Here's a Love Poem to the Songwriter Driving Home


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Here’s a Love Poem to the Songwriter Driving Home

I try to explain it. How
each time you drift
your arms from the

handle-bars like a conductor
I lose you. I’ve lost
people, I say—my face, I’m sure

like mountain trees blushing
red with their long-kept
illness. I won’t lose you

to a bike-ride. But I’m most
afraid because you
look beautiful this way,

your arms suspended
there in a shrug
or an and anyways

a this is just who
I am, what can
I do? as easy as if

I weren’t there at all.
And anyways, even
at my happiest, there is

always (there will always
be), a rope of road on which
I consider the after-

life most. This small
look, this glance
away. This flashing of

light of loss of
relief. Life goes on
but for whom? For ghost-

me arriving home,
eating dinner, hugging
my parents? I can’t

help myself
but cry and yell and
leave you, leave to

somewhere the people
I’ve lost haven’t
lost me. To my mother

believing life after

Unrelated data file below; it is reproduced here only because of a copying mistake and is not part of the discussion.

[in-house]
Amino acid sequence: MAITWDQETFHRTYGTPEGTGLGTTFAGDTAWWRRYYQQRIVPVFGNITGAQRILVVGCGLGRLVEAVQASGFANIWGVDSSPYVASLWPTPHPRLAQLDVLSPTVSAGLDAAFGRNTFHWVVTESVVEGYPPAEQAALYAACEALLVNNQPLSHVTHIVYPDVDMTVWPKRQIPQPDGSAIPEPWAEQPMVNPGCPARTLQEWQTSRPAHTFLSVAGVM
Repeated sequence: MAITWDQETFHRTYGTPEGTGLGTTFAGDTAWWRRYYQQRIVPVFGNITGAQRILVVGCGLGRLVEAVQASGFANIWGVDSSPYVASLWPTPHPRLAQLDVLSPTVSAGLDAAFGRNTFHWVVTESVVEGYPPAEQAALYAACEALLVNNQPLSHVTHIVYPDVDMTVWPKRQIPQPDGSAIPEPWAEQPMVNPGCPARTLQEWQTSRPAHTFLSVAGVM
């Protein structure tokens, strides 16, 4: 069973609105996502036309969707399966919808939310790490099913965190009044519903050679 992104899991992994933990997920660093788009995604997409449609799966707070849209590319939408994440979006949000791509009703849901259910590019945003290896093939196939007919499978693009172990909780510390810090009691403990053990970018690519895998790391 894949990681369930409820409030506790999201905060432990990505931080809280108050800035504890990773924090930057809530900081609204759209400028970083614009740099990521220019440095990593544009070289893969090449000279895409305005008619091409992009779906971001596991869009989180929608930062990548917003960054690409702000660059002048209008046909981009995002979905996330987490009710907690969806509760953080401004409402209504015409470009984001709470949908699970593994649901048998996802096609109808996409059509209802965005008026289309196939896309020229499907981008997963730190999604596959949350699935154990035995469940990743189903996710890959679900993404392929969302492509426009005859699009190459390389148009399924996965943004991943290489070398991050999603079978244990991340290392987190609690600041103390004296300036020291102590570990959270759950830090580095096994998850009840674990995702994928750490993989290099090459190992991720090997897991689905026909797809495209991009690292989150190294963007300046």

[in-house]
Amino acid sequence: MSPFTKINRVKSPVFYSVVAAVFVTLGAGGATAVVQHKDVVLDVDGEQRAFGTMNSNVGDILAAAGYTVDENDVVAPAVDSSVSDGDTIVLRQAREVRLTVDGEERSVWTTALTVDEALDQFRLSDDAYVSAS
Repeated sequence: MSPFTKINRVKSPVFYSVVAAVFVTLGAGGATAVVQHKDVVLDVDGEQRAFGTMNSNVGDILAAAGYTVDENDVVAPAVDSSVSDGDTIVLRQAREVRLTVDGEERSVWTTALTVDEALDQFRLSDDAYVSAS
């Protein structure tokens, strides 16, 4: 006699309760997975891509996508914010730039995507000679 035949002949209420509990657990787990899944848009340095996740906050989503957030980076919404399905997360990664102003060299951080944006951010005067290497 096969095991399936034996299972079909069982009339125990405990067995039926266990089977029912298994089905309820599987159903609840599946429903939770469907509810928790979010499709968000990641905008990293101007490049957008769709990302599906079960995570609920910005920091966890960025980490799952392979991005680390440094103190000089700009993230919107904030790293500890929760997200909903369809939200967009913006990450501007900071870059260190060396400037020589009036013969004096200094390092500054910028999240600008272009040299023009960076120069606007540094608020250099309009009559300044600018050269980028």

death—we come
from the earth, we return

back to the earth. To the
mouse in the warm
dark, space enough

for almost two of
itself. Sometimes I am
my mother’s Earth,

receiving everything
wanted, then more.
I am back to the bike,

to you, like a too-new
language in my mouth. You,
who remembers

the moon as I do
the night you first
played, its Earthshined

palms out-spread,
holding me, thinking
how the eddy

of a voice might fill me
completely. Alright,
then I won’t do it

around you anymore.
How I balk, and wish to
revise, rewind, put you

back where you were
for that moment, your arms
flying. This look, this

glance away at me.
At how love makes
new fears—makes me

a person who I wish
and I don’t wish
to be. Who is sorry.

Who thinks he knows,
who knows this
is the only way

he could have killed
her, told only to trust
in God, making

gods of them.
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